- Andrew Murie, CEO of MADD, claimed cannabis is the main cause of death on Canadian roadways
- Evidence suggests there is no validity to this claim
- Edmonton Police reported less than 100 incidents involving cannabis-impaired drivers in 2018
The CEO of a non-profit anti-drink driving organisation caused outrage last week, claiming cannabis was the main cause of death on Canadian roadways.
Andrew Murie, CEO of Mothers Against Drunk Driving (MADD) Canada, told CTV News that “cannabis presence is the leading cause of fatalities on our roadways. Not only in Ontario but right through Canada.”
However, MADD’s own press release contradicts Murie’s claims.
According to MADD, in 2014 road crashes claimed an estimated 2,297 lives:
- 299 deaths, or 13%, occurred in crashes involving individuals who were positive for alcohol alone.
- 618 deaths, or 26.9%, occurred in crashes involving individuals who were positive for drugs alone.
- 356 deaths, or 15.5%, occurred in crashes involving individuals who were positive for both alcohol and drugs.
MADD added that: “cannabis, the most commonly found drug, is present in almost half of the drug-positive fatal crashes,” meaning that cannabis was found in about 484 fatalities (45%) of all fatalities involving drugs or alcohol.
From these figures alone, it would seem that MADD’s statement, that cannabis is the leading cause of fatalities on the road, is correct.
However, this must be taken as a correlation, not causation, something MADD addresses:
“…it must be emphasized that the figures document the presence of alcohol and/or drugs and not whether the individual was legally impaired.
“While research indicates that most of the alcohol-positive individuals were likely impaired or very impaired, there is no comparable information on the drug-positive drivers.”
Police can detect THC in saliva for roughly 24 hours after it is consumed, although some tests can detect its presence for a longer period of time.
MADD advises on its website that experienced cannabis users wait a “minimum of four hours” before driving.
While THC can be detected for up to 24 hours (or longer), it does not necessarily mean that the driver is impaired.
Again, despite Murie’s claims, MADD actually acknowledges this point. In their “Cannabis and Driving” section, they state:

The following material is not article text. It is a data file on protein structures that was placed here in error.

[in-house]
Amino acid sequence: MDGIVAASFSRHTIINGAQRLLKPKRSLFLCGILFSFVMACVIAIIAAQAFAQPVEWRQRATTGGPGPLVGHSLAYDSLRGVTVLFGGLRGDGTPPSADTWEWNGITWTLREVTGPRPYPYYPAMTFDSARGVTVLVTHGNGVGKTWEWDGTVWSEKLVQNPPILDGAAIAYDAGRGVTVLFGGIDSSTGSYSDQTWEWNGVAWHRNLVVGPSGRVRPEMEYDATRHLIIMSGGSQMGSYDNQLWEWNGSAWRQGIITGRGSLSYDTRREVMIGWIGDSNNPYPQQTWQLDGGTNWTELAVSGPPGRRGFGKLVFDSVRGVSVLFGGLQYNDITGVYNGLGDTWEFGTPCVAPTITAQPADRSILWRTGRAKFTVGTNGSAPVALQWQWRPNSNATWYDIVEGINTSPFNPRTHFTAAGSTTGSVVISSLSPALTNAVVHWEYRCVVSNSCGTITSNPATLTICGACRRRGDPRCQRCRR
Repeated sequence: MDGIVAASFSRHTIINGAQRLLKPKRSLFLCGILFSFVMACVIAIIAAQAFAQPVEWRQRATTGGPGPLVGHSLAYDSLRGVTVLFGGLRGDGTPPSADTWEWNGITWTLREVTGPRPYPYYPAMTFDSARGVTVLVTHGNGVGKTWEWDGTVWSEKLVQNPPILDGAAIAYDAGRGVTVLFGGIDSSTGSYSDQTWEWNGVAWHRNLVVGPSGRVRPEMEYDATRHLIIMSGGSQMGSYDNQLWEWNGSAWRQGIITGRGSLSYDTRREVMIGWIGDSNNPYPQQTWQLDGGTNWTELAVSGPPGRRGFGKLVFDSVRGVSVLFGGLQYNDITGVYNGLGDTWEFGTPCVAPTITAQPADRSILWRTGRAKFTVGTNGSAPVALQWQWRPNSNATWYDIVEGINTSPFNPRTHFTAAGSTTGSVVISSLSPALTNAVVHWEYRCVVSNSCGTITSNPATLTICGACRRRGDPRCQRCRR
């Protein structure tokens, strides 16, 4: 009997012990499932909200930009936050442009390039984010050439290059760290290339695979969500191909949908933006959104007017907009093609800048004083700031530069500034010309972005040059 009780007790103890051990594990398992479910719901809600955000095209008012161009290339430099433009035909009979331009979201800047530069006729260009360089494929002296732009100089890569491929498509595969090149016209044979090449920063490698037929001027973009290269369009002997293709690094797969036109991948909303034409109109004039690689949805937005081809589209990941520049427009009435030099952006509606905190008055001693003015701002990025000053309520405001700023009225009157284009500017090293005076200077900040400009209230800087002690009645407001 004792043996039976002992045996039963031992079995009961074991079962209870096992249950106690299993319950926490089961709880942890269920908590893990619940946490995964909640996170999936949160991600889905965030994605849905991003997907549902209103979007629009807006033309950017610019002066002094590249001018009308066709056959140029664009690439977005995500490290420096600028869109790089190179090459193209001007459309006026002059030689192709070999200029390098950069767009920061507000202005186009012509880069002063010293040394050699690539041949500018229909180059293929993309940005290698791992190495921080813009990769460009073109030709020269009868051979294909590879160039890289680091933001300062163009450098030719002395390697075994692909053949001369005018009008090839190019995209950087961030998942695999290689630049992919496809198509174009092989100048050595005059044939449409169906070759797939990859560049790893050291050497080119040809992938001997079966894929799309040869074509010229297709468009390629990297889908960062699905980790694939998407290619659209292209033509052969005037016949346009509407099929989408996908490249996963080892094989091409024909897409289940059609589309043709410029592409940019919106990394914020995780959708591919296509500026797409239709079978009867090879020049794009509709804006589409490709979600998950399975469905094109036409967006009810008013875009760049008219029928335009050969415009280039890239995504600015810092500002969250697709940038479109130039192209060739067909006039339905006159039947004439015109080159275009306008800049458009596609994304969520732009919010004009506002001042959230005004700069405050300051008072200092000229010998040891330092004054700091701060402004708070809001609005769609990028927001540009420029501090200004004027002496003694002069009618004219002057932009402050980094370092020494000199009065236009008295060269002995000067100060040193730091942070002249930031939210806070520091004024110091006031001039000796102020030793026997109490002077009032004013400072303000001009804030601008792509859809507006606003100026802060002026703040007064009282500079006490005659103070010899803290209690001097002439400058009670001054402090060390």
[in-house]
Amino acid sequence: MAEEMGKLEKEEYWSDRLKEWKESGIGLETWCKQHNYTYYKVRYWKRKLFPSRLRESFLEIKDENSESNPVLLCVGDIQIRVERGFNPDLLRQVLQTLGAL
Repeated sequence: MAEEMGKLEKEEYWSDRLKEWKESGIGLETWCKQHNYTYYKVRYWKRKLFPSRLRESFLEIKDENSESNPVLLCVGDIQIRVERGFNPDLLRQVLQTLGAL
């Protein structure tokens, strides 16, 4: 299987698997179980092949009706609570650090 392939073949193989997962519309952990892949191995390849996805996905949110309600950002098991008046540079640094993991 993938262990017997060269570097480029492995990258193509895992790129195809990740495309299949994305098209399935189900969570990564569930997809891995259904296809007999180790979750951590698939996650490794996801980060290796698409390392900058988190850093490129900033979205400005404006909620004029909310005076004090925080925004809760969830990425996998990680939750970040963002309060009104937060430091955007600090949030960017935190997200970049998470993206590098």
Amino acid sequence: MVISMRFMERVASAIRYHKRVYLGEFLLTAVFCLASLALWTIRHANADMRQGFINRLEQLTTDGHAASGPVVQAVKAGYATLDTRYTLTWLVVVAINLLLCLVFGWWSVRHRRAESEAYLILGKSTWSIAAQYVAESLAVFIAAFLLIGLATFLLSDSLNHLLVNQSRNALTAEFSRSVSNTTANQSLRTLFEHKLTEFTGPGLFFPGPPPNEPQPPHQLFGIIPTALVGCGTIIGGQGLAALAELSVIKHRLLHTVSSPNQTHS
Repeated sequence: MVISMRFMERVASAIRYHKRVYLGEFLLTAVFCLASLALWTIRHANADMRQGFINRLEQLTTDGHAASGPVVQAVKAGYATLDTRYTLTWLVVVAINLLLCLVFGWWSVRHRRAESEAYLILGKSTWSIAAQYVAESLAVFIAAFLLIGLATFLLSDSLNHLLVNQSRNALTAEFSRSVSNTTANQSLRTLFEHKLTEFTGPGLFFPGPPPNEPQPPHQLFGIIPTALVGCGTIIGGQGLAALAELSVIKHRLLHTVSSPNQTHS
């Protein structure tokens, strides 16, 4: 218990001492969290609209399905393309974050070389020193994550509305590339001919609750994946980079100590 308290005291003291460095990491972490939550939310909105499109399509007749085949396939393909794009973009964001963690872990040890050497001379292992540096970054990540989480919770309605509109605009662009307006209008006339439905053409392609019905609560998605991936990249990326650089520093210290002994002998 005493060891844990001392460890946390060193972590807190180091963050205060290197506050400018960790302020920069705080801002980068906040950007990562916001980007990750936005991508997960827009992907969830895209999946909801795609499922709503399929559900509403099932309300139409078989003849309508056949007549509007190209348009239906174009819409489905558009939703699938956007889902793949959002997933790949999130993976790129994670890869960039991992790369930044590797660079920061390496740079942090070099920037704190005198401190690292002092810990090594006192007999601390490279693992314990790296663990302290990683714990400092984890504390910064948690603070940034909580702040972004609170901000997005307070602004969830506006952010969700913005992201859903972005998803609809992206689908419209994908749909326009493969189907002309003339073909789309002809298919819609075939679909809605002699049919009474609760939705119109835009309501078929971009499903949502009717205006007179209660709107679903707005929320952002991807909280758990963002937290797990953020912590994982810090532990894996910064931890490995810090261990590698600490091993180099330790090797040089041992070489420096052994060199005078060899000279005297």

“Researchers note, and MADD Canada recognizes, that the simple presence of cannabis does not mean a driver is impaired.
“…roadside surveys often find levels of cannabis high enough to impact driving ability.”
However, roadside tests are not admissible in Canadian courts, rendering them useless as evidence.
Going off MADD’s own data and admissions, it is fair to say that Murie’s claims about cannabis being the “leading cause of fatalities” on Canadian roadways should be taken with a pinch of salt. There just isn’t enough verifiable evidence to support his claims.
From MADD’s own data, the finger should be pointed squarely at alcohol.
Canada actually has the worst drunk driving death rates among wealthy nations, making Murie’s claims seem farfetched.
While there isn’t evidence to support Murie’s claims, there is anecdotal evidence that Canada does have a problem with high-driving.
According to Statistics Canada’s most recent National Cannabis Survey:
- 14% of Canadian cannabis users reported driving one or more times within two hours of using cannabis in the past three months
- 5% of Canadians reported being a passenger in a vehicle driven by someone who had consumed cannabis within the previous two hours.
One of the issues with drug driving reports is they grouped all drugs, including cannabis, under one umbrella classification.
Some institutions are now adapting their methods to meet new demands in a post-legalised cannabis Canada.
The Edmonton Police Service (EPS) now flag reported incidents as being “cannabis impaired,” as opposed to the old “drugs” or “alcohol” classifications.
In 2018, an EPS Commission report found less than 100 instances of drivers impaired by cannabis in 2018; a far more accurate representation of cannabis.
While there is evidence that driving under the influence of cannabis can lead to crashes, sometimes fatal, but claims like Murie’s, that cannabis is the leading cause of these fatalities should be challenged with accurate reporting.
References and further Reading